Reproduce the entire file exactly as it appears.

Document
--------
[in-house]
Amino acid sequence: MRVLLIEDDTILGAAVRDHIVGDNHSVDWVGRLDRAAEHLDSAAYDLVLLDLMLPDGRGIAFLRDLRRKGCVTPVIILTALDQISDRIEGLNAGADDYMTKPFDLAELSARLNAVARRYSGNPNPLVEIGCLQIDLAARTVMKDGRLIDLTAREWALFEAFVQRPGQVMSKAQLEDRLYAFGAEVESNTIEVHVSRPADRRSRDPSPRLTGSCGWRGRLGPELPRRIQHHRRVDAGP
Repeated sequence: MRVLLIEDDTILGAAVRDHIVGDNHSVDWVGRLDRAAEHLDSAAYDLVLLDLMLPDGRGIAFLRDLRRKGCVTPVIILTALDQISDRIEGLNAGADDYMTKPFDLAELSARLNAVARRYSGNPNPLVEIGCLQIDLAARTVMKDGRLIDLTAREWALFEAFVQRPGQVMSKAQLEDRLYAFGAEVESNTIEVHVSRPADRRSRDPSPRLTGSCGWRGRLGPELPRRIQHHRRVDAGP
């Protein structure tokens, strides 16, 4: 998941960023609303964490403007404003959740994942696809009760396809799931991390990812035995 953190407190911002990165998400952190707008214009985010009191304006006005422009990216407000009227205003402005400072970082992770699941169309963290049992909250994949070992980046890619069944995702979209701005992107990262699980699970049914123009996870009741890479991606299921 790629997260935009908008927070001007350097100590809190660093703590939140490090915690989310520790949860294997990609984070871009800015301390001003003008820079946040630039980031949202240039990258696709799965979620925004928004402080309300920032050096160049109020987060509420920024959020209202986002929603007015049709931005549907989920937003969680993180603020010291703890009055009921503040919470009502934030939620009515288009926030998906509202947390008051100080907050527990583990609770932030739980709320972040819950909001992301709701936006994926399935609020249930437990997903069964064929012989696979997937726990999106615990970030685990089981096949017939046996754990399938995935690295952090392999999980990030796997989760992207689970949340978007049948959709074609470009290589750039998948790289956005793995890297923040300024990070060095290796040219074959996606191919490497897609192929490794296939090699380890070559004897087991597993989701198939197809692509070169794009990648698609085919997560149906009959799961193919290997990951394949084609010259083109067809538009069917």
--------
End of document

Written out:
[in-house]
Amino acid sequence: MRVLLIEDDTILGAAVRDHIVGDNHSVDWVGRLDRAAEHLDSAAYDLVLLDLMLPDGRGIAFLRDLRRKGCVTPVIILTALDQISDRIEGLNAGADDYMTKPFDLAELSARLNAVARRYSGNPNPLVEIGCLQIDLAARTVMKDGRLIDLTAREWALFEAFVQRPGQVMSKAQLEDRLYAFGAEVESNTIEVHVSRPADRRSRDPSPRLTGSCGWRGRLGPELPRRIQHHRRVDAGP
Repeated sequence: MRVLLIEDDTILGAAVRDHIVGDNHSVDWVGRLDRAAEHLDSAAYDLVLLDLMLPDGRGIAFLRDLRRKGCVTPVIILTALDQISDRIEGLNAGADDYMTKPFDLAELSARLNAVARRYSGNPNPLVEIGCLQIDLAARTVMKDGRLIDLTAREWALFEAFVQRPGQVMSKAQLEDRLYAFGAEVESNTIEVHVSRPADRRSRDPSPRLTGSCGWRGRLGPELPRRIQHHRRVDAGP
């Protein structure tokens, strides 16, 4: 998941960023609303964490403007404003959740994942696809009760396809799931991390990812035995 953190407190911002990165998400952190707008214009985010009191304006006005422009990216407000009227205003402005400072970082992770699941169309963290049992909250994949070992980046890619069944995702979209701005992107990262699980699970049914123009996870009741890479991606299921 790629997260935009908008927070001007350097100590809190660093703590939140490090915690989310520790949860294997990609984070871009800015301390001003003008820079946040630039980031949202240039990258696709799965979620925004928004402080309300920032050096160049109020987060509420920024959020209202986002929603007015049709931005549907989920937003969680993180603020010291703890009055009921503040919470009502934030939620009515288009926030998906509202947390008051100080907050527990583990609770932030739980709320972040819950909001992301709701936006994926399935609020249930437990997903069964064929012989696979997937726990999106615990970030685990089981096949017939046996754990399938995935690295952090392999999980990030796997989760992207689970949340978007049948959709074609470009290589750039998948790289956005793995890297923040300024990070060095290796040219074959996606191919490497897609192929490794296939090699380890070559004897087991597993989701198939197809692509070169794009990648698609085919997560149906009959799961193919290997990951394949084609010259083109067809538009069917």